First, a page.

In my previous post I discussed the recent remand by the 4th Circuit Court of Appeals of DuPont’s $919 million dollar verdict in its trade secret misappropriation case against Kolon Industries.  In that decision, the Fourth Circuit Court of Appeals asked the trial court to consider whether the trade secrets in question had lost their proprietary status because they were disclosed in unsealed court documents in a prior litigation.  In this post I will briefly summarize the principles that will guide the trial court in resolving this question.

To qualify for protection under Virginia’s version of the Uniform Trade Secrets Act, the information in question must not be generally known to, or readily ascertainable (by proper means) by, others who can benefit from its disclosure or use.  See Va. Code § 59.1-336 (2013); also, Kewanee Oil Co. v. Bicron Corp., U.S. Supr. Ct. (1974).

The DuPont court acknowledged that the mere “presence [of confidential information] in [a federal court’s] public files, in and of itself, did not make the information contained in the document `generally known’ for purposes of the [UTSA],” citing its 1999 decision in Hoechst Diafoil Co. v. Nan Ya Plastics Corp., wherein they said that whether confidential information remains a trade secret in such circumstances “is a fact-intensive question to be resolved upon trial.”

In the Hoechst case, the court summarized the legal framework to be applied to the facts as follows: First, the secrecy requirement is not absolute; it is a relative concept, and “courts addressing this fact-intensive issue have regarded the unsealed filing of a document as a single, non-dispositive factor to be weighed in determining whether the document’s contents remain a trade secret.” Otherwise, the court reasoned, once a document was filed without restriction, the court could no longer entertain a protective order for that document because the confidentiality of information therein would be irretrievably lost, even if the document was unsealed only for a short time.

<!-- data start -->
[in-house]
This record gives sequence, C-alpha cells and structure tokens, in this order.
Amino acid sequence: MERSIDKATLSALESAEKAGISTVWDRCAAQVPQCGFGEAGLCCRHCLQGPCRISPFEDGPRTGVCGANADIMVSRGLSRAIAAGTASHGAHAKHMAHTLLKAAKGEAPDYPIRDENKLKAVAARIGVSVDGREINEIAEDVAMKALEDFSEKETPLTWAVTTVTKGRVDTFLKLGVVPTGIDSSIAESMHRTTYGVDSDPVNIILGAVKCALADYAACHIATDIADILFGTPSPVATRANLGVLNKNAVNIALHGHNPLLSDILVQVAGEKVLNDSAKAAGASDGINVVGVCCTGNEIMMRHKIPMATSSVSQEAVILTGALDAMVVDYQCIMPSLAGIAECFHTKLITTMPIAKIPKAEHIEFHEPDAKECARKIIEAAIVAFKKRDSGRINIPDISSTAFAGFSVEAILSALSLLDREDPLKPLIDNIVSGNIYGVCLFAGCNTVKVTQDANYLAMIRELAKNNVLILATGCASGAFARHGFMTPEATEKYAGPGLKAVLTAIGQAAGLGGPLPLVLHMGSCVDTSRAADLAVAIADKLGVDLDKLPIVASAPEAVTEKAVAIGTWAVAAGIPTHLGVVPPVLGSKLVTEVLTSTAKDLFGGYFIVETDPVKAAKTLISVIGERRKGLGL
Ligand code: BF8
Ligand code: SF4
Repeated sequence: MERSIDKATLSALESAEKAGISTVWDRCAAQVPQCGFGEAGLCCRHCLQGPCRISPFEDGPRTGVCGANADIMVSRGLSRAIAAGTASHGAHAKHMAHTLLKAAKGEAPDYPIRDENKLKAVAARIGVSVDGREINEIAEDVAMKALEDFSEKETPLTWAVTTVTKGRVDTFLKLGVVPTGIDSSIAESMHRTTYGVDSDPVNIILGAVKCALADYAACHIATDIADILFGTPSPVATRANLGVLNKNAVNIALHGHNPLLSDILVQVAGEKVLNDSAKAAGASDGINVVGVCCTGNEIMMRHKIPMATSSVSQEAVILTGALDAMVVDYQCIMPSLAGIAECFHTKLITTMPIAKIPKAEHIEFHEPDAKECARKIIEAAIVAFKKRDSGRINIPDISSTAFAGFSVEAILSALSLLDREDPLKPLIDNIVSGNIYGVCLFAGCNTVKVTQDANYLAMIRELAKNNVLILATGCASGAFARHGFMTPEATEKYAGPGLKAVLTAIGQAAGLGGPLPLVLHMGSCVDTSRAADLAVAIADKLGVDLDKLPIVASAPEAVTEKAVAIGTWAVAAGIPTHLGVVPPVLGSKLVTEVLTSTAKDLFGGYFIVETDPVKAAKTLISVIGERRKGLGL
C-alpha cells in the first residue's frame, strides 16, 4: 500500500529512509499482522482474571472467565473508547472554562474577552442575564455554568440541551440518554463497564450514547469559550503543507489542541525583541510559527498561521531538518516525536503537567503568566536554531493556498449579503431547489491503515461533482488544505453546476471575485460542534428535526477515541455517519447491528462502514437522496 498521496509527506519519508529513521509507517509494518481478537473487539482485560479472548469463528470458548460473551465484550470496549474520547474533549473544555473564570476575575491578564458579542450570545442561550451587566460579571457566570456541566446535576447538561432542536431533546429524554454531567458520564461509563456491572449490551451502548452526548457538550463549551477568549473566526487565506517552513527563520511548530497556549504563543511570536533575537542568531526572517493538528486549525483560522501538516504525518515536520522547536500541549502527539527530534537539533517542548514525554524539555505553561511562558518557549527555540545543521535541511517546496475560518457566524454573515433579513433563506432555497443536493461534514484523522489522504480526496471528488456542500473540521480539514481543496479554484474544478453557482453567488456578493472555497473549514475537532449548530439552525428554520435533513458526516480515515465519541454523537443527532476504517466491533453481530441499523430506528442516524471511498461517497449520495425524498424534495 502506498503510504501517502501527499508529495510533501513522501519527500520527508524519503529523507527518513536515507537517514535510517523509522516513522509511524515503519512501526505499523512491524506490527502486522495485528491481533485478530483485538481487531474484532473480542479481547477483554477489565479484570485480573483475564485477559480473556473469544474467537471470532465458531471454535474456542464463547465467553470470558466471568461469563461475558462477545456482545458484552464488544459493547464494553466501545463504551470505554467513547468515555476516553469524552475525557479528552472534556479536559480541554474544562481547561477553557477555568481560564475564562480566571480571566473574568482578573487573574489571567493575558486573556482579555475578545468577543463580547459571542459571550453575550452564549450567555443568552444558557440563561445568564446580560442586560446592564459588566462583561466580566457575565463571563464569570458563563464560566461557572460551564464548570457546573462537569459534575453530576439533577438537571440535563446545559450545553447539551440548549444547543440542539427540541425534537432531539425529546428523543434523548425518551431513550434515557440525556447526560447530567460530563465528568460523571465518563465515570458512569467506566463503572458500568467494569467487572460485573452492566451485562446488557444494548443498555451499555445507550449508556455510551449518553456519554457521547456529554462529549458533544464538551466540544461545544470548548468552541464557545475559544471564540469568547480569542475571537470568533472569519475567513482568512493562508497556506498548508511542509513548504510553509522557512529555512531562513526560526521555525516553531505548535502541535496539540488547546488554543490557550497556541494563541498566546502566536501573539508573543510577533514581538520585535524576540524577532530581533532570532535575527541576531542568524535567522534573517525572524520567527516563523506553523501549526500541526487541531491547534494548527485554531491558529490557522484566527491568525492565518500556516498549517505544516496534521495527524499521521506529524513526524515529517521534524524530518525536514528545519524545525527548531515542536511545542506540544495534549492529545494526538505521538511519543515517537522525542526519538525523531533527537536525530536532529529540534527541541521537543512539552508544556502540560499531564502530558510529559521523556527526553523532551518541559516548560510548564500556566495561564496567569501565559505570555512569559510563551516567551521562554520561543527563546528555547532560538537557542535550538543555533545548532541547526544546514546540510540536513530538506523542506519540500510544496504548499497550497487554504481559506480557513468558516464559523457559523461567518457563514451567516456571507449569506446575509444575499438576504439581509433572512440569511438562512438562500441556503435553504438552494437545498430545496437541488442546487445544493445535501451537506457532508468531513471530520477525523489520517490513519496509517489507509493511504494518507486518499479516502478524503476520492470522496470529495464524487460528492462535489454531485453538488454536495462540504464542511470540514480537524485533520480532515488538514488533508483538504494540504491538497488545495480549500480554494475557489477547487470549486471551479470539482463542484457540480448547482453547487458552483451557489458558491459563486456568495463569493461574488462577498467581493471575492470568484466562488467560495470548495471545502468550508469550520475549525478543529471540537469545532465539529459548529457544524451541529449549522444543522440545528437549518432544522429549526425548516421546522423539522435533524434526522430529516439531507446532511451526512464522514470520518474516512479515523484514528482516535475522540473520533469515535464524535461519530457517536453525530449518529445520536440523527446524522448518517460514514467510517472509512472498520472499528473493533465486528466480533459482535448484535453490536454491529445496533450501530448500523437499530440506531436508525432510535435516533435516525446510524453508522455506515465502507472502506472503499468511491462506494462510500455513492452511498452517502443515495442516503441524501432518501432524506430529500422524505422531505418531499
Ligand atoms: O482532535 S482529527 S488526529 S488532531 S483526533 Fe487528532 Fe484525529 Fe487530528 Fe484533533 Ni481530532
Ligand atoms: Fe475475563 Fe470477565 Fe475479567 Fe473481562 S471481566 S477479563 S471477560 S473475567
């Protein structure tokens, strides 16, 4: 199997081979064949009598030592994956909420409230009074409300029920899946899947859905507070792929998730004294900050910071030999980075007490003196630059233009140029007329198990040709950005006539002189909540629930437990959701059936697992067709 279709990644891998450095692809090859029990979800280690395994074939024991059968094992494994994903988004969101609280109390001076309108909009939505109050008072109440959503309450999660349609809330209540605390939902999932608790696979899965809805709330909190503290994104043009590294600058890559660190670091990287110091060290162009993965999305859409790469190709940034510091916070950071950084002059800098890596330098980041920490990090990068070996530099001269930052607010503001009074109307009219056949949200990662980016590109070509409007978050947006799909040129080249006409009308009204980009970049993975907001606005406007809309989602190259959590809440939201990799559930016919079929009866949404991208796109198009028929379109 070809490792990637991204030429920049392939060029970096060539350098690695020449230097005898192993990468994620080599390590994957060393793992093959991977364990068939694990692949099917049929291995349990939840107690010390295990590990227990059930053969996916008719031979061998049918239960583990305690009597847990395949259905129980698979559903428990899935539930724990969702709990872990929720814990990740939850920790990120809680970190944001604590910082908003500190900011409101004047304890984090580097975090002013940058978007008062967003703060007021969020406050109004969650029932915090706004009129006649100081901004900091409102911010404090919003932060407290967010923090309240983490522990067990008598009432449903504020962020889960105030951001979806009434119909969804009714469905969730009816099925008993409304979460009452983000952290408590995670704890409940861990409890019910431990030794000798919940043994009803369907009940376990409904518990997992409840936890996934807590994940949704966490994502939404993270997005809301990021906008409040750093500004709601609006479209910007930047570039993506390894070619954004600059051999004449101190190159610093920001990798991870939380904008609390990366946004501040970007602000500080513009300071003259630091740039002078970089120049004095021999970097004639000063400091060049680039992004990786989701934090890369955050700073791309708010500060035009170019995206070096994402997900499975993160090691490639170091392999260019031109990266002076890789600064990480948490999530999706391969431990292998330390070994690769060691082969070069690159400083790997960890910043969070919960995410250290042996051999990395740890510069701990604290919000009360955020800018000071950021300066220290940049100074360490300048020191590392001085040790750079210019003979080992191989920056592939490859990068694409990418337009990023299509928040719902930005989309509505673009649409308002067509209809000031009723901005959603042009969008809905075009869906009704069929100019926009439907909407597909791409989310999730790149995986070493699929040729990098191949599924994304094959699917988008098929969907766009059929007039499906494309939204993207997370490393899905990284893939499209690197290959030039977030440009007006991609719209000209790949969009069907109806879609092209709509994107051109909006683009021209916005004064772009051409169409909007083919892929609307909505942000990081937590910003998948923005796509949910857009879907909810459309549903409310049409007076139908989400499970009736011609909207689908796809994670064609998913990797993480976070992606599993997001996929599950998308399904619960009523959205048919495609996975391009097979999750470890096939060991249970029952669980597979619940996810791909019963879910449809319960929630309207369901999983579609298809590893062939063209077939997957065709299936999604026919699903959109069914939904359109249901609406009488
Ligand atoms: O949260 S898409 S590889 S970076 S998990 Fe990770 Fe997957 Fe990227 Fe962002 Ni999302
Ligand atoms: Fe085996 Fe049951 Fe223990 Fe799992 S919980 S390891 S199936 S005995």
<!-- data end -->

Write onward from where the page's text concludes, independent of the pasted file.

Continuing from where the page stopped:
The Hoechst court cited Religious Technology Center v. Lerma (E.D.Va.1995), as an illustrative case in which additional factors concerning an unsealed court document contributed to defeat the trade secret status of information in that document.  In that case, a company affiliated with the Church of Scientology sued the Washington Post for misappropriating and publishing portions of that church’s “Advanced Technology Works,” which the church claimed contained its trade secrets.  The Post argued in its defense that the Advanced Technology Works were not trade secrets when it obtained copies of them because they had been in a public court file for twenty-eight months and they had been published on the Internet, depriving them of trade secret status, and the trial court agreed (“Once a trade secret is posted on the Internet, it is effectively part of the public domain, impossible to retrieve”). The Hoechst court cited similar holdings from other circuits as well.

In Hoechst, the court also considered the commentary to the relevant portion of the VUTSA, which explained that before information can be ruled out as a trade secret, it must be “readily ascertainable” by others, e.g., by means of publication in a trade journal or reference book, and the court viewed such publication as being substantially different from the accessibility of the files of a single district court.  In addition, the court cited the Milgrim treatise and another commentator as saying that a lone competitor’s discovery of a trade secret through proper means does not automatically render that secret unprotectable.

So, to make the most of the remand, Kolon will have to do more than show that DuPont trade secrets were contained in unsealed court documents; they will have to provide evidence that the information flowed from there to a wider audience in the industry, or to the public in general.

–  Fred Spaeth
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